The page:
TYSON, Edward (1650-1708). Orang-Outang, sive Homo Sylvestris: or, the Anatomy of a Pygmie compared with that of a Monkey, an Ape, and a Man. London: Thomas Bennet and Daniel Brown, for Mr Hunt, 1699.
2 parts in one volume, 4° (287 x 222mm). Part-title and drop-titles, 8 engraved folding plates by Michael Vander Gucht after William Cowper, imprimatur leaf before title, advertisement leaf at end. (Light browning throughout, occasional spotting to text leaves, small paperfault affecting footnote on E3, neat repairs to some plates, some with small tears at folds or lower edges, a few shaved at outer margin.) Contemporary speckled panelled calf tooled in blind, spine with citron morocco lettering-piece (rebacked, extremities rubbed, small splits to joint). Provenance: William Cowper -- Phineas Fowke (inscription in Latin and Greek by Fowke on front free endpaper, dated 1699) -- William Morehead (armorial bookplate) -- sold Sotheby's 27 March 1972, lot 184.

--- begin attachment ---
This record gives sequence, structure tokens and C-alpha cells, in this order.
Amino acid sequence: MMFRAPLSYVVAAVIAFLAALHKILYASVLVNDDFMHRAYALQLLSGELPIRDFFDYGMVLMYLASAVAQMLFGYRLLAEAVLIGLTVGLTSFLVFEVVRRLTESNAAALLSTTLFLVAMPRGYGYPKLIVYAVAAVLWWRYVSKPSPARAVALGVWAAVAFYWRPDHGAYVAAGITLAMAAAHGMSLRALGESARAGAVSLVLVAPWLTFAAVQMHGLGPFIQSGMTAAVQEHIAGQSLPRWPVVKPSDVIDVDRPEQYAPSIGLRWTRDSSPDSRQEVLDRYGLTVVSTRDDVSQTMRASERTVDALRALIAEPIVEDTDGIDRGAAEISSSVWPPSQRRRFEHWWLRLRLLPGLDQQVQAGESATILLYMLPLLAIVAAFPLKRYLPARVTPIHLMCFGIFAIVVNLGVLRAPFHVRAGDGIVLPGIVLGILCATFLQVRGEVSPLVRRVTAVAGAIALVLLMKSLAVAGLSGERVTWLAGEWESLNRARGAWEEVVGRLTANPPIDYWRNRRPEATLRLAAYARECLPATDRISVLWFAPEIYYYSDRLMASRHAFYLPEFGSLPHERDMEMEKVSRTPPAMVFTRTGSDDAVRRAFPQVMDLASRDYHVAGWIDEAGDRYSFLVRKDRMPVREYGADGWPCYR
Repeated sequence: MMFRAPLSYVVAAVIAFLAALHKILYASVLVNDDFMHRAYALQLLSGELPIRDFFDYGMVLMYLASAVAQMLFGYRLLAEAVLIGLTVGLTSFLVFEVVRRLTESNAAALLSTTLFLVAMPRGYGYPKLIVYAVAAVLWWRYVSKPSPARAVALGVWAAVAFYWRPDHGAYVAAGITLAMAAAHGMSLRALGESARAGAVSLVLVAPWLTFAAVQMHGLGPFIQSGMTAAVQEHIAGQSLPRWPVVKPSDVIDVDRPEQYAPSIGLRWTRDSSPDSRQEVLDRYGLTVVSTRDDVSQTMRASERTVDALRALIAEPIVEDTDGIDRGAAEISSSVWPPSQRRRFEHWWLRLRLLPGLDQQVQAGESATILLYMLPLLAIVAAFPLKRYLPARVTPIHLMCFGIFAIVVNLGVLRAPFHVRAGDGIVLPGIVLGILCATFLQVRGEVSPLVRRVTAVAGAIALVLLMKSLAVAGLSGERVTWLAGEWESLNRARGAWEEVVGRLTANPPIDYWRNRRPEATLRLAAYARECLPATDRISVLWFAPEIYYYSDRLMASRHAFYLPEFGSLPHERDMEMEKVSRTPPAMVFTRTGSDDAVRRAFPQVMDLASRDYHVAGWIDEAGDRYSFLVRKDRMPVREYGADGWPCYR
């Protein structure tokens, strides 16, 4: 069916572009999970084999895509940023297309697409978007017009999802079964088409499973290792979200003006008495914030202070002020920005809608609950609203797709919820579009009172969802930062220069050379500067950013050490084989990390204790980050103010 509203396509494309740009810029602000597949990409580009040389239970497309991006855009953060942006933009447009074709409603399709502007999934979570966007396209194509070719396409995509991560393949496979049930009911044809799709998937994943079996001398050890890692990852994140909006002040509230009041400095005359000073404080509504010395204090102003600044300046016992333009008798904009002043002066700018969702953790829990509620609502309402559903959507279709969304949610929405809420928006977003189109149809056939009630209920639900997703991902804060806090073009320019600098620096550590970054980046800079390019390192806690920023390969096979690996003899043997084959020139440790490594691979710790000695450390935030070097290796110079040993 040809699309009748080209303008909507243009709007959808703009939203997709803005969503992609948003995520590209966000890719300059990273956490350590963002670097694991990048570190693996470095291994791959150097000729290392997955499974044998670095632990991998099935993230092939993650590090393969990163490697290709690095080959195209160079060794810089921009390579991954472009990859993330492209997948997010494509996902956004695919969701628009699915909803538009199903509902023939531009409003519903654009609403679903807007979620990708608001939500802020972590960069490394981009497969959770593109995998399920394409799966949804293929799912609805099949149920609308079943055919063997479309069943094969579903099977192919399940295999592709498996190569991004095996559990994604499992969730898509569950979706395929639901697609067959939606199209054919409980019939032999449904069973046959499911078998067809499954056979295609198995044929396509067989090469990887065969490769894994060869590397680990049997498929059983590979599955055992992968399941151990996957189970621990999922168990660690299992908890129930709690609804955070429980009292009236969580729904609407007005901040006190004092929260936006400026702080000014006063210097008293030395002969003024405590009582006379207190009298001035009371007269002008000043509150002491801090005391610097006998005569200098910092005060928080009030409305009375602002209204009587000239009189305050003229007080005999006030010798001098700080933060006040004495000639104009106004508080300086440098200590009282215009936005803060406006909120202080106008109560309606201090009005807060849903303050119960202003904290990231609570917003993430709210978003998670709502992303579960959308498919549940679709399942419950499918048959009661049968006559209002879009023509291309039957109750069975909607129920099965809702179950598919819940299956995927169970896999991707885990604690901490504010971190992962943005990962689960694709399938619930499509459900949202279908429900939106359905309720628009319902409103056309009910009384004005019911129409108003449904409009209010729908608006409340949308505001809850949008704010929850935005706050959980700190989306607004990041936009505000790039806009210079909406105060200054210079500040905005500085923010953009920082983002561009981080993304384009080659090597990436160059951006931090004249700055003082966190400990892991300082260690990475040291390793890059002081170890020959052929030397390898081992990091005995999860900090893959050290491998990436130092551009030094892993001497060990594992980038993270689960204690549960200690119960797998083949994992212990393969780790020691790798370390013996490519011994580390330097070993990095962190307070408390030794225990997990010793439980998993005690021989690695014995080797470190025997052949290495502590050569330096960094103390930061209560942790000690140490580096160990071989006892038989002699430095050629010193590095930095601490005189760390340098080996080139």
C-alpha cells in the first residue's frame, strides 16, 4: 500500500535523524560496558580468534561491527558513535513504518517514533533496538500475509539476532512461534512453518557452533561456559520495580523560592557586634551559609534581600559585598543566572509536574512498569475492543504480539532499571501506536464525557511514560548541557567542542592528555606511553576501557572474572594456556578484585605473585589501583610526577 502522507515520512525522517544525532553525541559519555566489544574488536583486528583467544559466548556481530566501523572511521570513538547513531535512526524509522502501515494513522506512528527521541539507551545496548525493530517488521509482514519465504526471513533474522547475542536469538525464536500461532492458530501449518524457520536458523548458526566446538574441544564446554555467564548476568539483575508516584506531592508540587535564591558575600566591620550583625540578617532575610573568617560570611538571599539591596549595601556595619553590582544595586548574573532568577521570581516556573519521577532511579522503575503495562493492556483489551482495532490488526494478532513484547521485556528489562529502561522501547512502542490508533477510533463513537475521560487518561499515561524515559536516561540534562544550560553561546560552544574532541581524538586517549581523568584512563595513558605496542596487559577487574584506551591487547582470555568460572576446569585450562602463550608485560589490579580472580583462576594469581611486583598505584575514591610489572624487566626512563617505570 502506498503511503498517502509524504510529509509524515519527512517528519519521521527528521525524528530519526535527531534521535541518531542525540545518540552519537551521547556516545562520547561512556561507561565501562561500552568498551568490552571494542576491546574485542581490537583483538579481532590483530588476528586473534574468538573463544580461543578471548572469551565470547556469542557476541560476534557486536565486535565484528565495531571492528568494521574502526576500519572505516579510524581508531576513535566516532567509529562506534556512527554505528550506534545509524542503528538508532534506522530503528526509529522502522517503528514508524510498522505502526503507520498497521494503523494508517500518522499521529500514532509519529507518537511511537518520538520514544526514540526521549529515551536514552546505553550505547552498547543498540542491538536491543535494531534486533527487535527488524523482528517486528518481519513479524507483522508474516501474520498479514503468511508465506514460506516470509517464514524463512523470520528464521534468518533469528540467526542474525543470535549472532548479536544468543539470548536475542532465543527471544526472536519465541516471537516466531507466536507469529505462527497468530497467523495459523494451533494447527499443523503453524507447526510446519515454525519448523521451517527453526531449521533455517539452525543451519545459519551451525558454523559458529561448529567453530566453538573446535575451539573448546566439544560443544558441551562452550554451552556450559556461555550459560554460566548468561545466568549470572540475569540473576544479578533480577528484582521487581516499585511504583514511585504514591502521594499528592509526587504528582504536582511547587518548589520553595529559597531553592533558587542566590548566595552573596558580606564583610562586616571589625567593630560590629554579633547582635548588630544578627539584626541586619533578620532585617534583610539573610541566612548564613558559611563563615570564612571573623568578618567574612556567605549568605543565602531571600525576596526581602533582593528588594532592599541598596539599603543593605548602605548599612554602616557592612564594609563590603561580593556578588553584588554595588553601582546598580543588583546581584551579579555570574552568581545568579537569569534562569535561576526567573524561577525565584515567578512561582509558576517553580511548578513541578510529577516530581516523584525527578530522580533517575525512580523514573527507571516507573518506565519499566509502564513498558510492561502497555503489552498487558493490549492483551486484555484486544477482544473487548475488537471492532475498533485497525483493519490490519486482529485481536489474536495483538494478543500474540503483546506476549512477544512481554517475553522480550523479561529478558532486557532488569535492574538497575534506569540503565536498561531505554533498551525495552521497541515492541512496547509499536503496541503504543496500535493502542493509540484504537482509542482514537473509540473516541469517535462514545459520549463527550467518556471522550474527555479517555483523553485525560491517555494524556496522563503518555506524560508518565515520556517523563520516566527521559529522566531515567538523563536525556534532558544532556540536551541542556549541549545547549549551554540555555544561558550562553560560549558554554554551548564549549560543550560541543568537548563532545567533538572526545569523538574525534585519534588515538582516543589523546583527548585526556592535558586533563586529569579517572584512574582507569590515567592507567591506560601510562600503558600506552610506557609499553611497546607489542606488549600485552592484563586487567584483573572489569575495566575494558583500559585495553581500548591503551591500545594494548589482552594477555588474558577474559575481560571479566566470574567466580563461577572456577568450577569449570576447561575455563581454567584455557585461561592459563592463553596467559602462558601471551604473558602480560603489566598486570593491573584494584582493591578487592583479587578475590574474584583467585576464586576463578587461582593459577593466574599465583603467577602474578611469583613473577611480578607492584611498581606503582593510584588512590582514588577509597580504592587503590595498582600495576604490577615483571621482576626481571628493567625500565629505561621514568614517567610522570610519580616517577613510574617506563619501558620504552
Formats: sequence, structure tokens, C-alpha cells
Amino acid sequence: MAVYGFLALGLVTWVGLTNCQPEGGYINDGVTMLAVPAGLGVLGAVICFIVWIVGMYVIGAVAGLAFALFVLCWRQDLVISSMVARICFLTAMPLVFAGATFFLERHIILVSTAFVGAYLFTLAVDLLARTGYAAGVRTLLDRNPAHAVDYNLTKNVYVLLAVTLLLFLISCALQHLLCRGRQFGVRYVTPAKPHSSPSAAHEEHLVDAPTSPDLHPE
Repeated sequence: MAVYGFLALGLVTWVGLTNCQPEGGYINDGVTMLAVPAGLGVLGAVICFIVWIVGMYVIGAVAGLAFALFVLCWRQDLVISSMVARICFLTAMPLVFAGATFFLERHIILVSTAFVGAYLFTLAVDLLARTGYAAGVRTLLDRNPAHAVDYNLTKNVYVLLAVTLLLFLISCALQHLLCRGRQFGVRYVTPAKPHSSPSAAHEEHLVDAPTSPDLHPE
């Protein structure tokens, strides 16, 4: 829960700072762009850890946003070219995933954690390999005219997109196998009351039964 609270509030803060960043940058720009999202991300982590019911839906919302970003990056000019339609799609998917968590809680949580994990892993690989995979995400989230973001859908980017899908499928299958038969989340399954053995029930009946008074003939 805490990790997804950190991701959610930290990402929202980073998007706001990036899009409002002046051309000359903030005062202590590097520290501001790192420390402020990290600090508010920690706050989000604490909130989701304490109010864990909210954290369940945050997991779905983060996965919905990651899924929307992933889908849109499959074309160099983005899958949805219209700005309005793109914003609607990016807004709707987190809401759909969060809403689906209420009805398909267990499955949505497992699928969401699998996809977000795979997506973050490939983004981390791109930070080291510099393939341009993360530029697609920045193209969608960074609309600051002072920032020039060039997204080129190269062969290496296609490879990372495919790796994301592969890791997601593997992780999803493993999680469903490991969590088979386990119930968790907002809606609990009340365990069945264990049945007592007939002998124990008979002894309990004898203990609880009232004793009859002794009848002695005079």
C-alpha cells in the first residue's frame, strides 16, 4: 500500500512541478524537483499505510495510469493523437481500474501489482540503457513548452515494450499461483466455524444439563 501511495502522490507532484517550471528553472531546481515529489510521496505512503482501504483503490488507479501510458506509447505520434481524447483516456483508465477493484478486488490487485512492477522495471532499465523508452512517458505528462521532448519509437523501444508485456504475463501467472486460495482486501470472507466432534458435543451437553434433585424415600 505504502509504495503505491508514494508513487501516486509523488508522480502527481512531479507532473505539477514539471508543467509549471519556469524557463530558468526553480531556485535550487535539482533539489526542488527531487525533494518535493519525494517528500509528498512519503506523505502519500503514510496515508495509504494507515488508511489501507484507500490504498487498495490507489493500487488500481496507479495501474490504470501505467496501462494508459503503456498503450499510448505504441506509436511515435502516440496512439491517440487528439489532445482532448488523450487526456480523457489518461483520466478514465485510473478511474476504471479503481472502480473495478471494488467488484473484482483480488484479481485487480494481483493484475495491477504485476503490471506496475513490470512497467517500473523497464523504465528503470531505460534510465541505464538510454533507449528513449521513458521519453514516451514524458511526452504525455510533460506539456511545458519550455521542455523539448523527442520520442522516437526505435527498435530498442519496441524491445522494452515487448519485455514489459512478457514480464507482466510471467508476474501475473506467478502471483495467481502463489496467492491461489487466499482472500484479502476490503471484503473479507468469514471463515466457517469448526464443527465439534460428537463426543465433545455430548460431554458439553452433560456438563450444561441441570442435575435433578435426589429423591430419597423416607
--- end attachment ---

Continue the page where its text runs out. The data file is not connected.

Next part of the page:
A PRESENTATION COPY FROM WILLIAM COWPER OF THE FIRST EDITION OF THE 'EARLIEST IMPORTANT STUDY IN COMPARATIVE MORPHOLOGY' (PMM). Tyson, a physician at Bridewell and Bethlehem Hospitals, was the first to publish monographs on comparative anatomy. In this work on the 'typical pygmy', which was actually an African chimpanzee, Tyson established the connection of anthropoid apes between man and monkey; the first formulation of the idea of the 'missing link', more fully explored in the published works of Huxley in 1863 and Darwin in 1871. Although not a founder of the theory of evolution, Tyson can nevertheless be seen as contributing to its formulation. The present copy was a gift from the surgeon William Cowper (1666-1709), who supplied Tyson with illustrations and the chapter on muscles. Best known for his work, The Anatomy of the Humane Bodies (1698), Cowper wrote numerous works on surgery, pathology, anatomy and physiology. Fowke's inscription recording the gift of the book by Cowper, refers to him as 'that most spendid man' and 'most famous surgeon', adept 'both in the art and practice of anatomical matters'. PMM 169; Norman 2120; Wing T-3598.